I can only hope to be able to pay it forward to another young person someday in the future.

I’d like to conclude by thanking my family for their unending support, especially my parents, Eric and Jackie. I’m blessed to be your daughter.

Thank you.”


One Lovely Blog Award

I’m more than a little behind on my blog, but a few weeks ago art does matter kindly nominated me for the “One Lovely Blog Award.” Thank you, Patricia, and I apologize for taking so long to get back to you on this! Patricia is a metalsmith and jeweler living in Philadelphia. One of her recent posts was about the annual Kalodner Graduate Student Exhibition at the Clay Studio in Philadelphia. It was fun to read the paragraph she wrote on a piece made by my former classmate, Erik Wilhelmsen.

The rules of accepting this award are pretty simple to follow. First, you must thank the person who nominated you; secondly, tell seven random things about yourself; then nominate up to fifteen other bloggers for this award, and let them know you’ve nominated them.

Okay, here are my seven things:

1. When I was 6, my dream was to become Cinderella.

2. My friend Lauren says I eat like a kindergartner. She’s right; I eat a lot of pb & j, mac & cheese, carrot sticks, string cheese, and I drink copious amounts of whole milk.

3. I have also been known to drink glasses of half and half as well as heavy cream.

4. My parents used to give me candy to keep me quiet on long car trips… now, although I still love sugar, I’m in the process of giving it up (any and all refined sugar).

5. The first alcoholic beverage I drank was when I was 23, and it was a blue raspberry martini.

6. I think if my undergraduate program had had a small metals department I would have ended up a jeweler rather than a ceramist.

7. I’m more excited than you can imagine to be living west of the Mississippi River again!

I must be hungry or something – most of those were food-related. 🙂

Here are the blogs I’d like to nominate for this award….

Still Stubborn: http://stillstubborn.wordpress.com/ A blog about two newlyweds who are currently living abroad in Sweden.

The Life and Times of Lauren deSerres-Kelischek http://laurendeserreskelischek.blogspot.com/ Adventures and projects in the life of a North Carolina-based artist.

Found.Text http://foundtext.wordpress.com/ Looking for words in unexpected places.

Camelhairandhoney: http://camelhairandhoney.wordpress.com/ Fiber and food – a tactile exploration of the clothes we wear and the food we eat.

As EYE See: http://ezmiralda.wordpress.com/ Beautiful photography, musings on life.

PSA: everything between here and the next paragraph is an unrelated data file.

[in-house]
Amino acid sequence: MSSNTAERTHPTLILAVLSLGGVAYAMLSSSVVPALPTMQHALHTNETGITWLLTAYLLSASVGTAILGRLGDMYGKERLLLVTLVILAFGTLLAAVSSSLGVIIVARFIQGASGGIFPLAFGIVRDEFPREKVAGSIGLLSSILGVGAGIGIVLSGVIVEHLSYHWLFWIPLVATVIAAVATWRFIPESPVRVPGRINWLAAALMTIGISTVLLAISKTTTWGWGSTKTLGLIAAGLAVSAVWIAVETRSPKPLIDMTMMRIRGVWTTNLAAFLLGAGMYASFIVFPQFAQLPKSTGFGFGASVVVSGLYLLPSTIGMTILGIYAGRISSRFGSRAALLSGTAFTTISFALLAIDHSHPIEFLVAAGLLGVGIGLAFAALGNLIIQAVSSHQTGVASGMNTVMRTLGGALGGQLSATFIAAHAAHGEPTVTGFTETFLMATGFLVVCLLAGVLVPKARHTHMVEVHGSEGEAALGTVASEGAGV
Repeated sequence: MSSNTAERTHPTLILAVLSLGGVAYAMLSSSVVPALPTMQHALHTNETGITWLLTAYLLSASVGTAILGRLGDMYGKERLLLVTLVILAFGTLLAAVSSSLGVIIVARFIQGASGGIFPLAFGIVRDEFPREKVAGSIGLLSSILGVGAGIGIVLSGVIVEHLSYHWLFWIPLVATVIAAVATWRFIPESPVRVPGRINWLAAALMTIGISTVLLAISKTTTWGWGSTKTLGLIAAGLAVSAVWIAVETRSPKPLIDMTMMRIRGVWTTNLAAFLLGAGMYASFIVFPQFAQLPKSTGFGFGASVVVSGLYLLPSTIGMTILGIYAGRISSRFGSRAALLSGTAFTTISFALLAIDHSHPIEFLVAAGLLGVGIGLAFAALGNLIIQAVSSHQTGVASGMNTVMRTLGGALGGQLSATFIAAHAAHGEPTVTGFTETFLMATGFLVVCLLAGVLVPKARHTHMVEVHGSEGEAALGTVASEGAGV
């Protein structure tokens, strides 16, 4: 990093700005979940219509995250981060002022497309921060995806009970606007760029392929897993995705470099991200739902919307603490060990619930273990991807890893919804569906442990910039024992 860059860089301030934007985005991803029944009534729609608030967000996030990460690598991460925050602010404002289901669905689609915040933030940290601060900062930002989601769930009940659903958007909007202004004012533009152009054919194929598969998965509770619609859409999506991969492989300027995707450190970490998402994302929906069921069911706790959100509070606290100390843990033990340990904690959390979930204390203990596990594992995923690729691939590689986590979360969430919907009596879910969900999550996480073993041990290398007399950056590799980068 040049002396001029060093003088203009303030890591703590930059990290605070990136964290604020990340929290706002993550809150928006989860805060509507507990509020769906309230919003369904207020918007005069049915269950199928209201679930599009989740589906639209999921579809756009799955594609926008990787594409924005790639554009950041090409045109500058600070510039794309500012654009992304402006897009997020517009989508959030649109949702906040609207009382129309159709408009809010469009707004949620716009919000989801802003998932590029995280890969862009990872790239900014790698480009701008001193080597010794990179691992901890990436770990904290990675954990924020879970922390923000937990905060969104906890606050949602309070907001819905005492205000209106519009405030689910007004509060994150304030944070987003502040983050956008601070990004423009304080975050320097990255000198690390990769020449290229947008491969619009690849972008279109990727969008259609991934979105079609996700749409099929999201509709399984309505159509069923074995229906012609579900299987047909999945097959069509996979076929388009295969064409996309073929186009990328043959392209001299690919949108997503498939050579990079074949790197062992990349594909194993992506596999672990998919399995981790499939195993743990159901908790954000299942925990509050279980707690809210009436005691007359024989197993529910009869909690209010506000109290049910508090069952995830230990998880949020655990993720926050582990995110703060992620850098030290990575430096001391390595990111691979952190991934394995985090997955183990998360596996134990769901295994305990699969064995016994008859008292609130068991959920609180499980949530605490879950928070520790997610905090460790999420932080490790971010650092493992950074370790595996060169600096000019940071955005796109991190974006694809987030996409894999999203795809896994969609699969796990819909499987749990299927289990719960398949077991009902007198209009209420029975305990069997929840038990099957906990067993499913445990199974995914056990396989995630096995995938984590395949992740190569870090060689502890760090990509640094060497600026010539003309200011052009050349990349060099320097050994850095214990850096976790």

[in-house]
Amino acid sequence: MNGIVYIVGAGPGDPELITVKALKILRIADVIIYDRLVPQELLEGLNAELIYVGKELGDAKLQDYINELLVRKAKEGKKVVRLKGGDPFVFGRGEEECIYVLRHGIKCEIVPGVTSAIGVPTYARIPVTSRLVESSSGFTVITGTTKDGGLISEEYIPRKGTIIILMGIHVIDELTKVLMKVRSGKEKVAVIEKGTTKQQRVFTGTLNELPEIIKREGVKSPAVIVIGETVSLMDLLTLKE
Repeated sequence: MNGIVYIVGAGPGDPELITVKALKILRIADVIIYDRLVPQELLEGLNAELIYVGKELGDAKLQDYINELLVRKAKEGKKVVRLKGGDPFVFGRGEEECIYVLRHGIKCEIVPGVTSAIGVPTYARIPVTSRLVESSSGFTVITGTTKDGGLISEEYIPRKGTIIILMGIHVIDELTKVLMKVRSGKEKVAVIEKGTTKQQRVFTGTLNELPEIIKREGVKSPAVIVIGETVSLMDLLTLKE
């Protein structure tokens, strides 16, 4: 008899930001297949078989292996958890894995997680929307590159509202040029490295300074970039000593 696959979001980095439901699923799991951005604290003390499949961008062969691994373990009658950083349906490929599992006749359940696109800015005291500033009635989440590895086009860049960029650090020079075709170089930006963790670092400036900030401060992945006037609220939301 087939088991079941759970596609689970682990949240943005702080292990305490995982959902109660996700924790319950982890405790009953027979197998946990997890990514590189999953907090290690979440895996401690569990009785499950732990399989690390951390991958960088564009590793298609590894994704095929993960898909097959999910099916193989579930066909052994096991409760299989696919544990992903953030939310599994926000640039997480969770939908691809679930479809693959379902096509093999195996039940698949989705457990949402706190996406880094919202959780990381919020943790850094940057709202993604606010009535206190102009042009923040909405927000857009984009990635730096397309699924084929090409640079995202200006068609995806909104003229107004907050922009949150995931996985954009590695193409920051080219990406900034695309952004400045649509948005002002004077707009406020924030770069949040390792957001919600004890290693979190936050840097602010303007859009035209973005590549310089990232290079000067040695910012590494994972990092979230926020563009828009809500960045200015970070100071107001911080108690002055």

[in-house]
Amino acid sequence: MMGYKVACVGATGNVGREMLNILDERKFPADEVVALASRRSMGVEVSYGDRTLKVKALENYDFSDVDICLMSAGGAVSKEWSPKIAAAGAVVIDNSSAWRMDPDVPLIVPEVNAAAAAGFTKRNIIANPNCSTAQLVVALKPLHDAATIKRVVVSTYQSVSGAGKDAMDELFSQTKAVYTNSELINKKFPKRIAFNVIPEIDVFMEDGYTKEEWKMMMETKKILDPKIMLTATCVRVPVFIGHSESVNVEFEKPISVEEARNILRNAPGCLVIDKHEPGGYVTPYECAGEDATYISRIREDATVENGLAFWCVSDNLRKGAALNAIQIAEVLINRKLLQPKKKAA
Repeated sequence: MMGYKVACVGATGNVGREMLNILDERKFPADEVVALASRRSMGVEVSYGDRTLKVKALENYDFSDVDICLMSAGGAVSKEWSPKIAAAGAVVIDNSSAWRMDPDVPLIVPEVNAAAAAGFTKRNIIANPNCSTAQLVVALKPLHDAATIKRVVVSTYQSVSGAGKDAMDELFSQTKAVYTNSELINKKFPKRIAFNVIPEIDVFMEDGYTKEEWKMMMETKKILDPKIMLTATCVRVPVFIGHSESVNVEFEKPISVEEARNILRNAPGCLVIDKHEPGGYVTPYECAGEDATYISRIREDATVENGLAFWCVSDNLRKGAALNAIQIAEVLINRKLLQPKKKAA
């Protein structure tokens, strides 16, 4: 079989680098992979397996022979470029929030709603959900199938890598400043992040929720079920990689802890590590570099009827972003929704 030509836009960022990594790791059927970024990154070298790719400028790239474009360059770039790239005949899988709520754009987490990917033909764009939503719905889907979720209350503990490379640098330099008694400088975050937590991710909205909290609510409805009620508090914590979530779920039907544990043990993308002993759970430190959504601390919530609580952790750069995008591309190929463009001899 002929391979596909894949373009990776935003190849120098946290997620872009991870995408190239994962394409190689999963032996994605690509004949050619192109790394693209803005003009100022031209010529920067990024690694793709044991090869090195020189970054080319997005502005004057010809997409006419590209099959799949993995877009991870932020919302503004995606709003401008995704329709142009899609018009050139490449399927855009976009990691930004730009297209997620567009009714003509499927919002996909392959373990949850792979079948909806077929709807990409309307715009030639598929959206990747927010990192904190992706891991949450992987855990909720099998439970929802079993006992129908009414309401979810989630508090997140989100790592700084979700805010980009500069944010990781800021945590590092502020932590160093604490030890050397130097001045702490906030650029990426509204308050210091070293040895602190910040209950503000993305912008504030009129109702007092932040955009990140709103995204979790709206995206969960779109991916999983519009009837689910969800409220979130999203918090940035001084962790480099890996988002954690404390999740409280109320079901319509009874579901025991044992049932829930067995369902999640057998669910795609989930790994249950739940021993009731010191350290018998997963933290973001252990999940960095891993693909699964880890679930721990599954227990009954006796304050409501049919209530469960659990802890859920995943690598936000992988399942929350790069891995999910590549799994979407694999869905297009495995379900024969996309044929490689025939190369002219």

Bolt Ceramics: http://boltceramics.wordpress.com/ Elegant, narrative ceramic vessels.

The Liebster Blog Award

Hello there people!  Where are you and what are you doing today?

The highlight of my day just came a few minutes ago, when I checked my blog and found out I’ve been chosen for a Liebster Blog Award by Camelhairandhoney, a funny and insightful blog about fiber, food, and art, written by artist, foodie, and farm girl, Abbie R. Powers.

Thank you, Abbie!  Read Abbie’s blog to get to know her lovely and talented artist self (including seeing what she makes and when you can take classes from her).  You’ll also learn about alpacas, find out how to make beer and grow radishes and celery, see beautiful photos, and more!

What is a Liesbster, anyway?  Here’s a little info about the Liebster Blog Award and what that means for me:

Liebster is a German word, meaning dearest or beloved, but it can also mean favourite. The idea behind the Liebster Blog Award is that it is given to talented and/or loved bloggers who have less than 200 followers in order to create new connections and to bring attention to these wonderful blogs!

There are a few rules that go along with accepting the award:

– Thank your Liebster Blog Award presenter on your blog.
– Link back to the presenter who presented the award to you.
– Copy and paste the award on to your blog.
– Present the Liebster Blog Award to 5 blogs with 200 followers or less who you feel deserve to be noticed.
– Let them know they have been chosen by leaving a comment on their blog.

Alrighty then, here are my selectees:

http://foundtext.wordpress.com/about/ A photographic collection of found text.

http://cityofwater.wordpress.com/ Architecture, infrastructure and the floods of Phnom Penh.

http://suninspired.org/ Six-month beach tour -or- ‘The Trip.’

http://ceridwensoup.wordpress.com/ Art, design, photography.

http://sixglassesofwater.wordpress.com/ Drawings, paintings, paintings, poetry, and short stories.

This award has made me feel like I should get my butt in gear and write and post pictures about the MFA Show reception.  I’ll put it on my list for tomorrow!  Tonight I’m having supper with two very good friends.  TTFN!